Manufacturing performance could have been better in 2014

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BY PHYLLIS WAKIAGA

A contracting manufacturing sector does not bode well for the economy and according to the latest economic survey 2015, this is what happened to the industrial sector last year. Growth in the sector was down by 2.2 per cent from 2014.

This growth was supported by animal feeds, tobacco products, pharmaceutical products, furniture, fabricated metals and other non metallic mineral products while the shutdown of the refinery took its toll on us.

For a long time now the country has been running on one engine only, that of domestic consumption. Our biggest export market is the EAC and total trade increased in 2014 which is an improvement. Our exports to the EAC in 2014 recovered somewhat from the drop that was witnessed in 2013 to a total 162,456,423 though not in equal measure to 2012 when we had exports totalling to 165,803,523.

A two-year moving average analysis of exports to EAC partner states shows that our exports to Burundi have consistently increased over a period of 5 years, while our exports to Tanzania, Rwanda and Uganda have been decreasing. We are increasingly importing from Uganda which is now our biggest import market in the region.

A positive blip in all this data is that the sector as a whole delivered on its promise to create more jobs. Formal employment increased by 2.9 per cent creating 8,000 new jobs, informal employment created 112,200 new jobs, compensation to employees was up by 11.2 per cent and our imports of industrial machinery increased pointing to increased CAPEX investments. It is also a sign that we are building more local capacity.

The EPZ also delivered on its promised and the values of apparel and textiles increased by 24.2 percent. Too bad the wage increase announced this year might take a swipe at this gain. Imports of iron and steel reduced from Sh80,749 million to Sh75,526 million due to the increased tariffs on finished products which are manufactured locally. The decrease shows that more local products were purchased rather than imported.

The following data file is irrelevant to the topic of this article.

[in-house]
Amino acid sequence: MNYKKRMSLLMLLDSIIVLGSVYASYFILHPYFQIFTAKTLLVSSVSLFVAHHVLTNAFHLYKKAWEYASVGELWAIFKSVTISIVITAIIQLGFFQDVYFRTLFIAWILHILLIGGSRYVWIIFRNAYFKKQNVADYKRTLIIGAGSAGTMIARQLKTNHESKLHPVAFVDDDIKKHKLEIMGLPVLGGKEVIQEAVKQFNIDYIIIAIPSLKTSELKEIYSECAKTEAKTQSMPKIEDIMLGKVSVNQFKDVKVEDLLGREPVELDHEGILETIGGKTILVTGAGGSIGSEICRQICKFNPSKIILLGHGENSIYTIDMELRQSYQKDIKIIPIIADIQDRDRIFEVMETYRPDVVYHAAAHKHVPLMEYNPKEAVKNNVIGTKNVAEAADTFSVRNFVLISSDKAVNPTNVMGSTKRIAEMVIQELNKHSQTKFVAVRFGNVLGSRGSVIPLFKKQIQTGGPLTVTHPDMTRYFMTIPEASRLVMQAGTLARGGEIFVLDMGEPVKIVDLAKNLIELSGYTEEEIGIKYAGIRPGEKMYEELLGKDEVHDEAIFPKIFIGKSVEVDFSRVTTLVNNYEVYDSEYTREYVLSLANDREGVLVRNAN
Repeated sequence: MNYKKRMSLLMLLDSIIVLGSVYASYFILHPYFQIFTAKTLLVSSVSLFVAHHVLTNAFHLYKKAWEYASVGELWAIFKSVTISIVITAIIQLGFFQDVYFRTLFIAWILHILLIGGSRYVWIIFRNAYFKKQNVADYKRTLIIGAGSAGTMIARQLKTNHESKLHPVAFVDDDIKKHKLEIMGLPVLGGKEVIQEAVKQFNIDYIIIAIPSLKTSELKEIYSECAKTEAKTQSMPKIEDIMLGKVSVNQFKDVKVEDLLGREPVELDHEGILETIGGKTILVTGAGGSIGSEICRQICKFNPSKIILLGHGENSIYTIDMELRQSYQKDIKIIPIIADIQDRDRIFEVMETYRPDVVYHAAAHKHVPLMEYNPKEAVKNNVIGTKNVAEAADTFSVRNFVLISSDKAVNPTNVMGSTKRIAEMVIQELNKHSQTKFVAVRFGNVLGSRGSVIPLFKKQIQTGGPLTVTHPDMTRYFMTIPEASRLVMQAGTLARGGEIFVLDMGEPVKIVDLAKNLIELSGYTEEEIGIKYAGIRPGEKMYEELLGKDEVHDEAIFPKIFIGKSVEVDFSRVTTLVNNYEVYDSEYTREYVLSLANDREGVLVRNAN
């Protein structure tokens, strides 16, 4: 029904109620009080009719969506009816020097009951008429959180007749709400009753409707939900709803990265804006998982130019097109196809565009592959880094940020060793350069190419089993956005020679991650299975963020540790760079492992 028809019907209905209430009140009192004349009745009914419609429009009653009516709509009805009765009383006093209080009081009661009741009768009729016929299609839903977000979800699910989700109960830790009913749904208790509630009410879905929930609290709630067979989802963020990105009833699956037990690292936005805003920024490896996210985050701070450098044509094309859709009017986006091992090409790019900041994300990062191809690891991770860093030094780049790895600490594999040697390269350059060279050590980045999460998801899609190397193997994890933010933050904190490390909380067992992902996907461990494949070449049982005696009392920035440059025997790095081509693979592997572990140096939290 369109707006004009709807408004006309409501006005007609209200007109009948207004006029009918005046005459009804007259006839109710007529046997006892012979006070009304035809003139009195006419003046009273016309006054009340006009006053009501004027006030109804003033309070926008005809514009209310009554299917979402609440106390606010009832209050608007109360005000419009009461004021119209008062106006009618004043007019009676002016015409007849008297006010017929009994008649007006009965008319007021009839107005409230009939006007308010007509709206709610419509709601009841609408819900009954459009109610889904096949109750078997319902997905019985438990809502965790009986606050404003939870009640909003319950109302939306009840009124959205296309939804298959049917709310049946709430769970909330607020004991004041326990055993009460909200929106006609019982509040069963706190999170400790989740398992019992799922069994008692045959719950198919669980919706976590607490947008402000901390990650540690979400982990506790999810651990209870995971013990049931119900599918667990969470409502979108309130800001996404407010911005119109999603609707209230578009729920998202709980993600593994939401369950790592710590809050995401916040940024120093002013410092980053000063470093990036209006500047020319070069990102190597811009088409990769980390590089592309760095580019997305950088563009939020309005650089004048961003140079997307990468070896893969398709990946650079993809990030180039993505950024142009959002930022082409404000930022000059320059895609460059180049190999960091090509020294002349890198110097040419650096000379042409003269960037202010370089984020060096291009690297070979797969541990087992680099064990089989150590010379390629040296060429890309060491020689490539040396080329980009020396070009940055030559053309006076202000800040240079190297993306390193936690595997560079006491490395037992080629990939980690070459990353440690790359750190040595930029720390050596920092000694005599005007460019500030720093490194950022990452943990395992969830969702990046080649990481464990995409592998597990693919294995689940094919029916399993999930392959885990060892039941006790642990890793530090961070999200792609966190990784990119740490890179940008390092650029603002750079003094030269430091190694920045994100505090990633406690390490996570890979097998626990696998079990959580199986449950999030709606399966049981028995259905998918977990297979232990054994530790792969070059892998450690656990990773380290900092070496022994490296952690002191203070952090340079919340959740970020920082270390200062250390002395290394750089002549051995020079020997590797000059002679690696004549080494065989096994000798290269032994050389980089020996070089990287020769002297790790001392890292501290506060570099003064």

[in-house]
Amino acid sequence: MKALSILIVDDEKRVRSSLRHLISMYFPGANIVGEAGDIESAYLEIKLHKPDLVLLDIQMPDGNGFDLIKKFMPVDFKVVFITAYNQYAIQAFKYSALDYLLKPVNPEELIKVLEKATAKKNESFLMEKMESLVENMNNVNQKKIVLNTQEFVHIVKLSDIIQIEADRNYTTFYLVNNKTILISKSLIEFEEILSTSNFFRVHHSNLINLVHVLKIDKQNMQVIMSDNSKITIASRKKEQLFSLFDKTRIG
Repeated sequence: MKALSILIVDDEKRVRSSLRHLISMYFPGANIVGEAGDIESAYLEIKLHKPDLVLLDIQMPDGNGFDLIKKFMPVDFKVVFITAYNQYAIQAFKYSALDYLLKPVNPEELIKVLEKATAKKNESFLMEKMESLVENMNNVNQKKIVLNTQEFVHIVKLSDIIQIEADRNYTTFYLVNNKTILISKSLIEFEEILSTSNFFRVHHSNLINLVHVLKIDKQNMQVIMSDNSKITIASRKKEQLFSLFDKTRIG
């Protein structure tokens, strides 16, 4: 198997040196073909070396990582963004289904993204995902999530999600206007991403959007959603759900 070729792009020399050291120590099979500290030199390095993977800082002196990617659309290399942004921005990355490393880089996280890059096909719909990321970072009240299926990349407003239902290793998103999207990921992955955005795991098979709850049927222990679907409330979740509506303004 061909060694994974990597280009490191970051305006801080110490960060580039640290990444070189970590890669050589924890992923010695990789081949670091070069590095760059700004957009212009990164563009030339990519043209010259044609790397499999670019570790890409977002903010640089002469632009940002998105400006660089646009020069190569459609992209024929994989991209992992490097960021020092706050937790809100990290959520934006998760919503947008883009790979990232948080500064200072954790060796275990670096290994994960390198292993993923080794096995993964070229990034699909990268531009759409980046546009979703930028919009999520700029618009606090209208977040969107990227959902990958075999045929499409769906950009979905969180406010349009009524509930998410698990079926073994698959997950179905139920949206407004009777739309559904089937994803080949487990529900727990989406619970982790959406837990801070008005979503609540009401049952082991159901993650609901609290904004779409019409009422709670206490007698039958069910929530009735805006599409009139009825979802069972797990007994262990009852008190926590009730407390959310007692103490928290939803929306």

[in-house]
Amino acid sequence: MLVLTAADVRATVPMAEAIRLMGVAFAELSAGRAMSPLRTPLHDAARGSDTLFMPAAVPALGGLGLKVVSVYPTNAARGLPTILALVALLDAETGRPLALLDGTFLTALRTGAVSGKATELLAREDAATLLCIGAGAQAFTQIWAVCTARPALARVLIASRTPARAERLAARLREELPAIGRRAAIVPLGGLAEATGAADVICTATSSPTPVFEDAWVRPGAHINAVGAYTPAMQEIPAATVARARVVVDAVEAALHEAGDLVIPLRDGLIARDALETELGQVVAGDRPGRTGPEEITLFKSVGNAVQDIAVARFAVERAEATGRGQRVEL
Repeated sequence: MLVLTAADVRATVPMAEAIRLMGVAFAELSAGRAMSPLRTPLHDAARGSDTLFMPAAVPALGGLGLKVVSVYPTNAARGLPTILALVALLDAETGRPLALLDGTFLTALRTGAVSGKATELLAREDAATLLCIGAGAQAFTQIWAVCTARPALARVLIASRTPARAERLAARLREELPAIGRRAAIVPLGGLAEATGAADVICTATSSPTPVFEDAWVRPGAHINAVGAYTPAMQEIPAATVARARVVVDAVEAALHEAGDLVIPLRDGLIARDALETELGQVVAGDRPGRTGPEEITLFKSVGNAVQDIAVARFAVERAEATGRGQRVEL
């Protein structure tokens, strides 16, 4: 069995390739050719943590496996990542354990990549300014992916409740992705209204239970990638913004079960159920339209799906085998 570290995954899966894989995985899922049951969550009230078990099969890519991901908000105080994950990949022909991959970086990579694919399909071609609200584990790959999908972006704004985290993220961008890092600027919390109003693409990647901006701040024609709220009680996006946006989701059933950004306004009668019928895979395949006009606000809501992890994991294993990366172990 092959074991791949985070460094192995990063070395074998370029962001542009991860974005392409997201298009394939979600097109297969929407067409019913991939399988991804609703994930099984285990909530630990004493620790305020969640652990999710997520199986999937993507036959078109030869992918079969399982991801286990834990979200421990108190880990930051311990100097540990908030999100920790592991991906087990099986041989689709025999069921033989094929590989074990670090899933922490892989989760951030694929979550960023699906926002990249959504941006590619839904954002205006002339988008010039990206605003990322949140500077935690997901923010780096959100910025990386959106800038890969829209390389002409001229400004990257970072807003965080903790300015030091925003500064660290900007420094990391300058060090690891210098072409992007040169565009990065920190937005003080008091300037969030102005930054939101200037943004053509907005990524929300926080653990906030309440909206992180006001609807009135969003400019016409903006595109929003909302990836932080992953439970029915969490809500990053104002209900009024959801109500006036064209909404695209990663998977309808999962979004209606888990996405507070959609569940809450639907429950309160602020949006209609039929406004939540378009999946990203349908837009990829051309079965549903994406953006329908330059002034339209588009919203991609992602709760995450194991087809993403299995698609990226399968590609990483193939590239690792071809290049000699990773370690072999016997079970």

The economic picture painted by this information shows that the growth potential of the industrial sector is hampered by the constraints that we are constantly talking about such as expensive electricity, an unequal playing field in the EAC, competition from fake and substandard goods, a lack of proper market access for our products and poor uptake of locally manufactured goods. Industries still require markets for their products.

Kenya’s electricity tariffs which now stand at an average of US¢ 15/kWh for industrial consumers still remain high in this region in comparison to our neighbours. This has led to Kenya’s industrial sector remaining uncompetitive. An investor seeking cheaper energy cost is more likely to move their investment to neighbouring countries and sell manufactured goods to Kenya. There is therefore need to relook at the electricity tariff structure with the broader view of deliberately bring the prices down.

Electricity tariffs in Ethiopia, Egypt and Uganda currently stand at US¢ 4/kWh, US¢ 6/kWh and US¢ 12/kWh respectively while Tanzania had their tariff reviewed to US¢ 14/kWh. South Africa’s tariff is US¢ 9/kWh.

Granted the government has done a lot to work on the energy situation in the country in the past year. With a major component of the energy mix being from renewable sources, the cost of energy in Kenya has since dropped from US¢ 18.7/kWh to the current US¢ 15/KWh However, we must not rest on our laurels. Investors are comfortable with stable tariff regime where they can have steady forecasts for business revenues. Tariff prices should therefore be stable and predictable.

Specific sector issues which hamper our market access and erode our competitiveness should be tackled by the government. The import duty on paper and paperboard products which went up from 10 per cent to 25 percent in 2014 has been a big blow to the paper sector. The pharmaceutical sector still managed to perform well despite the VAT ACT 2013 which exempted pharmaceutical products so that the manufacturer is was unable to claim back input VAT in 2014. The exemption favours importers of medicines.

We need to leverage on old policies in addition to new policies that support more value addition in this country. The proper development of our manufacturing SMEs sector needs to be a key development factor and especially the development of our agro processing sector. A drive to grow SMEs through a procurement policy targeting women and the youth is a step in the right director but are these groups endowed with the proper skills to identify opportunities in the manufacturing sector?

Our quest for competitiveness is still encumbered by real challenges which we cannot sweep under the carpet. Let us work to ensure steady growth in the sector by supporting manufacturing.

(The writer is the CEO-designate of Kenya Association of Manufacturers and can be reached on [email protected])

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